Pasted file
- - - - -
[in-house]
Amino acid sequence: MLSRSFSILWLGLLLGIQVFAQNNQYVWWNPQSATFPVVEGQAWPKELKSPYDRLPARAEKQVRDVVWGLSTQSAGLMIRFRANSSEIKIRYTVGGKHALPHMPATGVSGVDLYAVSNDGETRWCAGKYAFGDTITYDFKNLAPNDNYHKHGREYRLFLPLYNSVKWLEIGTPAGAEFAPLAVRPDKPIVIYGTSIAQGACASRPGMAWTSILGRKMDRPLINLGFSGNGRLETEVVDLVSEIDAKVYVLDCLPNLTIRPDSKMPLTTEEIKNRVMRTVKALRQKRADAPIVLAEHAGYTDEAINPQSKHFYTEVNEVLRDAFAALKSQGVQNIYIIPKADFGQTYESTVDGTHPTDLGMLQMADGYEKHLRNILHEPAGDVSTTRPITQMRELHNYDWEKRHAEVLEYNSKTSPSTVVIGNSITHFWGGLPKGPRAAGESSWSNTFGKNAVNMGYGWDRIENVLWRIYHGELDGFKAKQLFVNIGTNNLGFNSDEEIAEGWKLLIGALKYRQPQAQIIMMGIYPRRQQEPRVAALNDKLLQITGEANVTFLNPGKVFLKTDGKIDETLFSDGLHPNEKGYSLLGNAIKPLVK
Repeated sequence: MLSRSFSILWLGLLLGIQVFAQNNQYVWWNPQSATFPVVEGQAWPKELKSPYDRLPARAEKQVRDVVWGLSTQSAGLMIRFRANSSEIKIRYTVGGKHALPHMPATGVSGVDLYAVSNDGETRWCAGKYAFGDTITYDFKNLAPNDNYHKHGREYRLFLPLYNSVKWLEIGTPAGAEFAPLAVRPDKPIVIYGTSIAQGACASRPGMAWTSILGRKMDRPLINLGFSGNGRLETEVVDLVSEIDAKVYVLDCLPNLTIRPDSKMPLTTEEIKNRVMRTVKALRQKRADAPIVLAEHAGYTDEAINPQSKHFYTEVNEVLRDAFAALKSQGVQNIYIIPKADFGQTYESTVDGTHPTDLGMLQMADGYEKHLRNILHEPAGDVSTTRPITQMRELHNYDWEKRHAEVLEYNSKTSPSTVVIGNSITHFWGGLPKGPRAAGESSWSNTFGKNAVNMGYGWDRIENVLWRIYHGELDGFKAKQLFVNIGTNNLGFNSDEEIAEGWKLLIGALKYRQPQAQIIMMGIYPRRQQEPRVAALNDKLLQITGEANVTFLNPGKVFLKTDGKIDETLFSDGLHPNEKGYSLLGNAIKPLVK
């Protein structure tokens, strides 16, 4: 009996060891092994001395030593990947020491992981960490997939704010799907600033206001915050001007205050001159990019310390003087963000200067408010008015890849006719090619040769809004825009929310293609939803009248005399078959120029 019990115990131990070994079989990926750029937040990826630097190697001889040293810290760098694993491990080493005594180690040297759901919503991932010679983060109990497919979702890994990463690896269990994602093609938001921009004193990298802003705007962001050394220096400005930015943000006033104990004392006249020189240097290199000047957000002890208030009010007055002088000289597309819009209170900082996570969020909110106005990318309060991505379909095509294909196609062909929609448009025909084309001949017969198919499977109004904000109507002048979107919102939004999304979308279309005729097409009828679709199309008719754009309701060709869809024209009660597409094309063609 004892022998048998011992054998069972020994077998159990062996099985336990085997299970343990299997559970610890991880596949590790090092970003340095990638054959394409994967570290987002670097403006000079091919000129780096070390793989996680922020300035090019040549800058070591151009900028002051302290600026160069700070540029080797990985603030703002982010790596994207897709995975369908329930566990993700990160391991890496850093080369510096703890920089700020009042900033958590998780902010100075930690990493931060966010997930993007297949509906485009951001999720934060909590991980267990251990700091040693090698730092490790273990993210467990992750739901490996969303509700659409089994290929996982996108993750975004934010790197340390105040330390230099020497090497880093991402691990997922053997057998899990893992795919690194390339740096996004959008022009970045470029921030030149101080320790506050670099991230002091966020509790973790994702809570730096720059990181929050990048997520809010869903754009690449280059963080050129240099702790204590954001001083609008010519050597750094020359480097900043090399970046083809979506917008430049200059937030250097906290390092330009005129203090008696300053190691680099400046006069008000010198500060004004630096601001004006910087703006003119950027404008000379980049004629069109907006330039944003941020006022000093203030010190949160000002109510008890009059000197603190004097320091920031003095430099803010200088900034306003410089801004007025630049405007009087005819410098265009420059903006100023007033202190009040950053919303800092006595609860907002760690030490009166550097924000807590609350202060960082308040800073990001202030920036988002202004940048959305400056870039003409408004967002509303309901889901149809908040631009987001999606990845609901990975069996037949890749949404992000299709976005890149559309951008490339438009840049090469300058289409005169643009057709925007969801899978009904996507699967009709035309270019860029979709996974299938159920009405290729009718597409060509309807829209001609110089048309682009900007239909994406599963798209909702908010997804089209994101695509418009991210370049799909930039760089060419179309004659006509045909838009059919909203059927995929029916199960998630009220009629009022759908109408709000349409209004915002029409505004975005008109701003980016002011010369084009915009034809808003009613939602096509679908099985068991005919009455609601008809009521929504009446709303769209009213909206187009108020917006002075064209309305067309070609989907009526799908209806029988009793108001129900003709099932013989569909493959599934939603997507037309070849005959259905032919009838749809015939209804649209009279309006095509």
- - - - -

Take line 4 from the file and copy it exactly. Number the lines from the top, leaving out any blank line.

């Protein structure tokens, strides 16, 4: 009996060891092994001395030593990947020491992981960490997939704010799907600033206001915050001007205050001159990019310390003087963000200067408010008015890849006719090619040769809004825009929310293609939803009248005399078959120029 019990115990131990070994079989990926750029937040990826630097190697001889040293810290760098694993491990080493005594180690040297759901919503991932010679983060109990497919979702890994990463690896269990994602093609938001921009004193990298802003705007962001050394220096400005930015943000006033104990004392006249020189240097290199000047957000002890208030009010007055002088000289597309819009209170900082996570969020909110106005990318309060991505379909095509294909196609062909929609448009025909084309001949017969198919499977109004904000109507002048979107919102939004999304979308279309005729097409009828679709199309008719754009309701060709869809024209009660597409094309063609 004892022998048998011992054998069972020994077998159990062996099985336990085997299970343990299997559970610890991880596949590790090092970003340095990638054959394409994967570290987002670097403006000079091919000129780096070390793989996680922020300035090019040549800058070591151009900028002051302290600026160069700070540029080797990985603030703002982010790596994207897709995975369908329930566990993700990160391991890496850093080369510096703890920089700020009042900033958590998780902010100075930690990493931060966010997930993007297949509906485009951001999720934060909590991980267990251990700091040693090698730092490790273990993210467990992750739901490996969303509700659409089994290929996982996108993750975004934010790197340390105040330390230099020497090497880093991402691990997922053997057998899990893992795919690194390339740096996004959008022009970045470029921030030149101080320790506050670099991230002091966020509790973790994702809570730096720059990181929050990048997520809010869903754009690449280059963080050129240099702790204590954001001083609008010519050597750094020359480097900043090399970046083809979506917008430049200059937030250097906290390092330009005129203090008696300053190691680099400046006069008000010198500060004004630096601001004006910087703006003119950027404008000379980049004629069109907006330039944003941020006022000093203030010190949160000002109510008890009059000197603190004097320091920031003095430099803010200088900034306003410089801004007025630049405007009087005819410098265009420059903006100023007033202190009040950053919303800092006595609860907002760690030490009166550097924000807590609350202060960082308040800073990001202030920036988002202004940048959305400056870039003409408004967002509303309901889901149809908040631009987001999606990845609901990975069996037949890749949404992000299709976005890149559309951008490339438009840049090469300058289409005169643009057709925007969801899978009904996507699967009709035309270019860029979709996974299938159920009405290729009718597409060509309807829209001609110089048309682009900007239909994406599963798209909702908010997804089209994101695509418009991210370049799909930039760089060419179309004659006509045909838009059919909203059927995929029916199960998630009220009629009022759908109408709000349409209004915002029409505004975005008109701003980016002011010369084009915009034809808003009613939602096509679908099985068991005919009455609601008809009521929504009446709303769209009213909206187009108020917006002075064209309305067309070609989907009526799908209806029988009793108001129900003709099932013989569909493959599934939603997507037309070849005959259905032919009838749809015939209804649209009279309006095509």